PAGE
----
#ifdef NVIDIA Determining the device vendor from within a kernel
Hi! I'm looking to write something of the form:

#ifdef NVIDIA

//Nvidia specific code here

#else

//Code for other devices

#endif

I know that at very least Apple and AMD have vendor #defines that would let me do this, but I need to be able to do this for Nvidia devices.

The code segment in question is an atomic vector store and corresponding atomic vector load. On most devices, a simple vstore or vload is atomic for float4, but Nvidia is an exception, and requires coalescing across blocks of threads, hence special case code.

So, what's the magical define to detect Nvidia?
Hi! I'm looking to write something of the form:



#ifdef NVIDIA



//Nvidia specific code here



#else



//Code for other devices



#endif



I know that at very least Apple and AMD have vendor #defines that would let me do this, but I need to be able to do this for Nvidia devices.



The code segment in question is an atomic vector store and corresponding atomic vector load. On most devices, a simple vstore or vload is atomic for float4, but Nvidia is an exception, and requires coalescing across blocks of threads, hence special case code.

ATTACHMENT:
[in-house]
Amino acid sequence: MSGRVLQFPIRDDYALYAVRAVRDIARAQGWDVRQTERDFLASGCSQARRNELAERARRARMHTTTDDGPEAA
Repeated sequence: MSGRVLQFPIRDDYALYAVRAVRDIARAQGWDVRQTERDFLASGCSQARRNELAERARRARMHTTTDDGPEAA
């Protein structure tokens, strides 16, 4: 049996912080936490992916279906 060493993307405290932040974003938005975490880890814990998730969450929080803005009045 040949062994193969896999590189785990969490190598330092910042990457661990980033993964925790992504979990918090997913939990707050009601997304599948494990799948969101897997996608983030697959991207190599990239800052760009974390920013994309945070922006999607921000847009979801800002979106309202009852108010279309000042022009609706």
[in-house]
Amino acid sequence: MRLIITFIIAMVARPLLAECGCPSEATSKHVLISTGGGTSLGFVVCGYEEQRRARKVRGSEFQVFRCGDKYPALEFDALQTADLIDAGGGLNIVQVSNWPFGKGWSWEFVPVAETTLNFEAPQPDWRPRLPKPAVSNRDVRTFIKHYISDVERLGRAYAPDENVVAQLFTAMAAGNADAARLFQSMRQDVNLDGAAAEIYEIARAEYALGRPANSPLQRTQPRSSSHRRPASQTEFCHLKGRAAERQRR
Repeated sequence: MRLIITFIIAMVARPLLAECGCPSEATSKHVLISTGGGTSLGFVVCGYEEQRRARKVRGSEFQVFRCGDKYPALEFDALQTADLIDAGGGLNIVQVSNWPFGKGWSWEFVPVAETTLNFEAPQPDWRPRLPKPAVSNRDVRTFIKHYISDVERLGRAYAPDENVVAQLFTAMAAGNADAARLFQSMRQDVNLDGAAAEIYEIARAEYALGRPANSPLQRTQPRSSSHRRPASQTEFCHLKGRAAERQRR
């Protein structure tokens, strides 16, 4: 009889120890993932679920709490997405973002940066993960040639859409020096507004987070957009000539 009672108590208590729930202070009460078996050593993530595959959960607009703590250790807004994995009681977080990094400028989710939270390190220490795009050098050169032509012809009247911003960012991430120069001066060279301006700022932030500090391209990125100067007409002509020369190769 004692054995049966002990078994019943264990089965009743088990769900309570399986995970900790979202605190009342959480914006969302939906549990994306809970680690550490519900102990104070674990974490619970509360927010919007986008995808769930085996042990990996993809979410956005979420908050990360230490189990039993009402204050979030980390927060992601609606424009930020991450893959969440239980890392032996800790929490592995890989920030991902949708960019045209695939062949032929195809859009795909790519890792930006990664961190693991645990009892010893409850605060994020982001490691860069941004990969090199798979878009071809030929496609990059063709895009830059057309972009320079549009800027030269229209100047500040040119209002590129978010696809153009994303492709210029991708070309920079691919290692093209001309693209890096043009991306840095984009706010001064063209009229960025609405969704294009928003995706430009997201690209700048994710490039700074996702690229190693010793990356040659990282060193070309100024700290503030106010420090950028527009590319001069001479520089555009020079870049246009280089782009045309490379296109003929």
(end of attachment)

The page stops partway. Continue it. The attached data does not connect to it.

So, what's the magical define to detect Nvidia?

#1
Posted 02/12/2012 05:29 AM   
I'm also interested in this, however if you know that AMD and Apple have one, then in the meantime you could do:

#ifdef AMD

#elif APPLE

#else

#endif

That way it will chose the appropriate vendor code for you. But if someone knows the more elegant way of doing this (that does not assume the existance of 3 OCL implementations), then I would also like to know.

Cheers,
Máté
I'm also interested in this, however if you know that AMD and Apple have one, then in the meantime you could do:



#ifdef AMD



#elif APPLE



#else



#endif



That way it will chose the appropriate vendor code for you. But if someone knows the more elegant way of doing this (that does not assume the existance of 3 OCL implementations), then I would also like to know.



Cheers,

Máté

#2
Posted 02/12/2012 05:48 PM   
On Windows, searching nvcompiler.dll for plain text strings reveals some interesting defines that can be used to write conditional code. In my case, I'm using "#ifdef __NV_CL_C_VERSION" to check for NVIDIA's OpenCL implementation (and "#ifdef _AMD_OPENCL" to check for AMD's).
On Windows, searching nvcompiler.dll for plain text strings reveals some interesting defines that can be used to write conditional code. In my case, I'm using "#ifdef __NV_CL_C_VERSION" to check for NVIDIA's OpenCL implementation (and "#ifdef _AMD_OPENCL" to check for AMD's).

#3
Posted 02/14/2012 10:54 AM   
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